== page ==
The Pickup Truck: America’s Vehicle

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When I moved to Texas in 1992, the first vehicle I learned to drive was an old manual Chevy pickup with no power steering, no power brakes, and a column gearshift with only four gears (including reverse). It was so old the original bed had rusted clean through and was replaced with two layers of plywood, and even that had holes. We managed a small motel in Kerrville, Texas, and while old, the truck was the most reliable piece of equipment on the property. That thing was nearly impossible to drive for a lanky 15-year old first-time driver, but I loved driving that old truck. When the property was sold, it was one of the first things I asked my parents about, “Did they you get to keep the truck?” There was just something about that beat up pick-up.


No matter what part of Texas you live in, it’s clear our love affair with trucks is nothing to scoff about, so much so even Toyota has built a plant in San Antonio to build its full-sized Tundra. It’s hard to imagine, but there are small oblivious bastions of pickup free portals in this country who honestly believe every truck owner is a smelly, good-ol’ boy that can’t tell his d’s from his b’s and is simply in need of an oversized gas guzzling man card. The truth is trucks are the most popular vehicle in nearly every state of our union. In 39 out of our 50 states, the Ford F-150 is the most popular vehicle among consumers, according to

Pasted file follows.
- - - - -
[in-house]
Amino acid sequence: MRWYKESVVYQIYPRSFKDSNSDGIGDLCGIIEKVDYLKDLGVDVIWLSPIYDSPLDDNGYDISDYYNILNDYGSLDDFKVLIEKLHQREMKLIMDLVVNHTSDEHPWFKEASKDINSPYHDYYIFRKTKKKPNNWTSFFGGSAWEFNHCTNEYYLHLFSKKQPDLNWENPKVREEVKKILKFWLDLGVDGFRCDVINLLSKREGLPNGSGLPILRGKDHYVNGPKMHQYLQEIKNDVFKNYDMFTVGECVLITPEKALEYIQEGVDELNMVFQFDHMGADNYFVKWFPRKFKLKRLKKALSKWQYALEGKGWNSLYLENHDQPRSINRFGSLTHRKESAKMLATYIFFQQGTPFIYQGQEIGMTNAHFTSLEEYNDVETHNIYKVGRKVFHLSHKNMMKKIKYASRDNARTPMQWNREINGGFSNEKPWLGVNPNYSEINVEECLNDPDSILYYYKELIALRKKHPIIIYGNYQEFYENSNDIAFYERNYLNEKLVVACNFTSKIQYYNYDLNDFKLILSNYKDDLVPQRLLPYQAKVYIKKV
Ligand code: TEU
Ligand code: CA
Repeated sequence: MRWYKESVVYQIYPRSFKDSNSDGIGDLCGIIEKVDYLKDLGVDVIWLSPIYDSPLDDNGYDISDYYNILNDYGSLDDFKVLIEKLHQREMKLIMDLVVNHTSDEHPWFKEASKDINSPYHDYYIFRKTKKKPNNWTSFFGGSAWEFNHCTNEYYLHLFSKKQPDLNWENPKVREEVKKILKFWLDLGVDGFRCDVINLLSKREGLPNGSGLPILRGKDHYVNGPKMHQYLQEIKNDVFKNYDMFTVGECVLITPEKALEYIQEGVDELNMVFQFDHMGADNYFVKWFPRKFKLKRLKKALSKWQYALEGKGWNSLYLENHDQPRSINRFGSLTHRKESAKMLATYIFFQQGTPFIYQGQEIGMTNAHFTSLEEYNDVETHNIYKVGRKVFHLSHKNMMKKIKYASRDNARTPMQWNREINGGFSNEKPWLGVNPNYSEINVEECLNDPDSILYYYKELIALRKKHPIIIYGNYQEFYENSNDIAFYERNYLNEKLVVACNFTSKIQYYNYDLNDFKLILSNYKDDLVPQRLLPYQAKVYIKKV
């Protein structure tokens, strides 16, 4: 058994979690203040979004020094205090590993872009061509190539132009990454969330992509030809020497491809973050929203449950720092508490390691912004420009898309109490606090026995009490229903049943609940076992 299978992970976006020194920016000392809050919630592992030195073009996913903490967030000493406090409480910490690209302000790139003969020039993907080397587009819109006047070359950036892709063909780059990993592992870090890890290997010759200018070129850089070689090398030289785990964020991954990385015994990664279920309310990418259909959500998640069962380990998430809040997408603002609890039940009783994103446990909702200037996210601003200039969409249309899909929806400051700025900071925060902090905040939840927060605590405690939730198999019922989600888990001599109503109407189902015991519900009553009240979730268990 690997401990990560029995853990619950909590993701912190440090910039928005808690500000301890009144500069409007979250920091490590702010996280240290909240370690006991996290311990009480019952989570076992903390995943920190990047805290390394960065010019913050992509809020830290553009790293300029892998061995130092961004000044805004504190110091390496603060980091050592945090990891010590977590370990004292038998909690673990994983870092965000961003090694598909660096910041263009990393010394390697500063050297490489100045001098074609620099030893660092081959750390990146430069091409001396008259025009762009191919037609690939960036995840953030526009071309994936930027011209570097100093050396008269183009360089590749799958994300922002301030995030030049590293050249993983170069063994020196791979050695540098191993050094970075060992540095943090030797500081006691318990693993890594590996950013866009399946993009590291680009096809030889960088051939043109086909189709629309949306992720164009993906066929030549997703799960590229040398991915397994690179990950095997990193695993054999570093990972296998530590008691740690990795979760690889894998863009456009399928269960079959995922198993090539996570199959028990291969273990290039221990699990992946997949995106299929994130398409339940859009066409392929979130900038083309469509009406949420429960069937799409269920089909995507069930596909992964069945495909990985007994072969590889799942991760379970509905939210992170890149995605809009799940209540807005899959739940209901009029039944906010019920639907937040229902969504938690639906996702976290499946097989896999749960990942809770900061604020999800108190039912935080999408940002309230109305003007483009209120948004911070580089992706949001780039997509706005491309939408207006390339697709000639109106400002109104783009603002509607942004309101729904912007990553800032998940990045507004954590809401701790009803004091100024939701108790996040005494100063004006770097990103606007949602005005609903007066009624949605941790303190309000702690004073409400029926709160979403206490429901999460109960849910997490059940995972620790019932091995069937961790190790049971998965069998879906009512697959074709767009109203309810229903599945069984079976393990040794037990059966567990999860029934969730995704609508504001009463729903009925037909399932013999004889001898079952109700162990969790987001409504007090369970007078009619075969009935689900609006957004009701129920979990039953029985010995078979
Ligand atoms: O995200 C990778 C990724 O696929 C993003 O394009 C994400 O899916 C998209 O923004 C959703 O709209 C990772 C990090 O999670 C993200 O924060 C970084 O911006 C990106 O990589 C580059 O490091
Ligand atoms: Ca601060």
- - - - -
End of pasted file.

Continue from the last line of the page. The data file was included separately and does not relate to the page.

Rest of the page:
What makes the pickup truck America’s vehicle? If I had to guess it’s because a pick-up is America summed up in four wheels, an engine, and some metal. The truth is, not every truck is a farm or ranch truck. Honestly, you can go to most major cities in our country and see shiny, never-been-used pick-ups with every tech gadget you can possibly imagine. Then a block away you will likely see an old beater that’s been used and abused because that is its job. Whether you’re a dude or a lady, driving a pick-up says something. Sure it’s a status symbol, but it’s also somewhat of a cultural icon.

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